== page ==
Marin's sizing is certainly on the smaller/shorter end of the spectrum, so consider sizing up to get a healthy reach measurement. The cockpit comes equipped with Easton's 70mm Haven stem and 760mm wide bars, though we'd gladly trade the extra stem length for a longer front center, which is why at 5'8" and 5'10" tall we chose to ride a size Large bike (425mm reach) versus our typical Medium sizing. With the shorter stem in place, the cockpit was very comfortable, and we felt right at home distance wise.
We initially set the bike up with Marin's suggested 25% rear sag and the RockShox Pike RC Dual Position Air fork to a middle-of-the-road recommended pressure setting for both of our 175-pound test riders. When we pointed the Attack Trail downhill, we discovered just how important setup was. At these pressures the bike seemed to work best in situations where pumping the terrain was to our benefit. Pushing into turns and rollers resulted in a positive, quick response and a burst of speed. When smashing into turns or landing a drop it was stable as well. We experienced no odd kicks of any variety, even when landing in rocky piles, and the suspension action was quite smooth thanks to the upgraded DebonAir can.
So what's the catch? Our initial hesitation had to do with the bike's tendency to ride really high in the rear travel. While descending with comfortable rebound settings and open shock compression, we felt as if bumps were not absorbed very well and the bike wasn't very planted. As a result our weight would get pushed over the front end more than you typically want to be, especially on steep, rocky terrain. While it never threw us offline, it wasn't super confidence inspiring due to over the front feel, even with a few spacers under the stem. This tendency made us feel like the head angle was steeper than it actually is. We couldn't quite believe this feeling was coming from a 150mm travel bike. It just shouldn't have felt that way, especially with such awesome modern suspension handling damping duties.
Unable to use all the travel even on large drops to relatively flat landings, we dropped the rear shock pressure in stages all the way down to 35% sag, which helped a good amount. The resulting ride was smoother through those rough sections we initially had trouble with, creating a more balanced, even feel in the suspension with the fork set to the recommended pressure for our weight. We felt more comfortable on the trail and appreciated the bike's new ability to sit lower in corners as well. We were now able to use all the travel without a harsh bottom-out feeling, but somehow it still lacked that deep, plush, super confidence inspiring feel. Instead it rewarded a very active rider wanting to boing around the trail, pumping every depression along the way rather than just ploughing through the rough.
We came back to the numbers after a few rides, puzzled that such a capable bike on paper was just feeling "alright" out on the trails. Yes, we were able to tune away the feeling of hanging up on bumps and being over the front with more rear end sag. Yes, it was better in corners and didn't feel as tall in the back end. But it still wasn't a great ride, and it ended up being a matter of the suspension curve - the Attack Trail has the most progressive curve of any bike we've tested in recent memory.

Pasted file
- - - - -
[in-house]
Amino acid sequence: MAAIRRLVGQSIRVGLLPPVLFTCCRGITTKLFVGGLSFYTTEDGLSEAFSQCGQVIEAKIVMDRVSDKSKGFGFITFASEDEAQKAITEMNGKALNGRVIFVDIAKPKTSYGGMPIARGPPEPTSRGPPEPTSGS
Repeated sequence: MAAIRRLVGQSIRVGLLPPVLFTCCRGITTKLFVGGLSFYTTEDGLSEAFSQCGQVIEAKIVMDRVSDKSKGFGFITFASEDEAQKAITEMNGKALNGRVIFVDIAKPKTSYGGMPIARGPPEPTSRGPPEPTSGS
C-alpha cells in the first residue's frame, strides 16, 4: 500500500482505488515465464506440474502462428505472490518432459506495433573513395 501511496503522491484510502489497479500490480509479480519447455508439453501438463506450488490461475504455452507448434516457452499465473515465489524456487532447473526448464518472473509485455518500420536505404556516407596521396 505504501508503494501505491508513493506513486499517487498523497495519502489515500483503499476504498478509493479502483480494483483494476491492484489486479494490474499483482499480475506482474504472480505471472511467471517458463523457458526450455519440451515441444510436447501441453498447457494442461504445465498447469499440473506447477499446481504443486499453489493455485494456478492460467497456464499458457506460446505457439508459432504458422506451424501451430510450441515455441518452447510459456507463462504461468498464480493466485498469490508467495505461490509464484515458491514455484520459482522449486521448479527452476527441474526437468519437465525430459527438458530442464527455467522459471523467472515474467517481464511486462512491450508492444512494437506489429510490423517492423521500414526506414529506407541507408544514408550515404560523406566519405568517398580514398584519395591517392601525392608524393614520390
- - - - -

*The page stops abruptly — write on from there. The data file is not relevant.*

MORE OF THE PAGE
Lots of manufacturers rely on an air shock's inherent ability to become progressive at the end of the stroke to control bottom-out characteristics. Sometimes that works well, and sometimes that doesn't work well. In this case, the combination of a progressive mechanical system and an air shock meant the bike needed much more sag to allow us to cycle through the suspension and use all 150mm of travel. Could the bike ride better with a coil shock or high volume air shock? You bet, it's a perfect candidate for one.
With both the Monarch and Monarch Plus installed, our repeat tests revealed that at 25% sag the bike can be a handful. At 30% sag the bike has a very light feel to it, providing a more efficient, XC/Trail-style ride due to system's extreme progression. At 36-38% sag the bike finally comes alive and is able to go head to head with others in the 150mm class. Deeper into the stroke we found a good balance between traction, usable travel, bottom-out support, and a more inspiring ride. We don't see this need for extra sag as a positive or negative trait. It's just the way the bike works and something to be aware of. Some may like this, and some may not. Once we were happy with the performance of the rear suspension, the Attack Trail was quite a bit of fun to ride. It didn't inspire us in the same ways other leading enduro bikes do, but at the limit we were never treated badly. It's quite possible that this is actually a very good trait, as some bikes that inspire confidence don't take care of the rider at the limit and can lead to truly bad situations.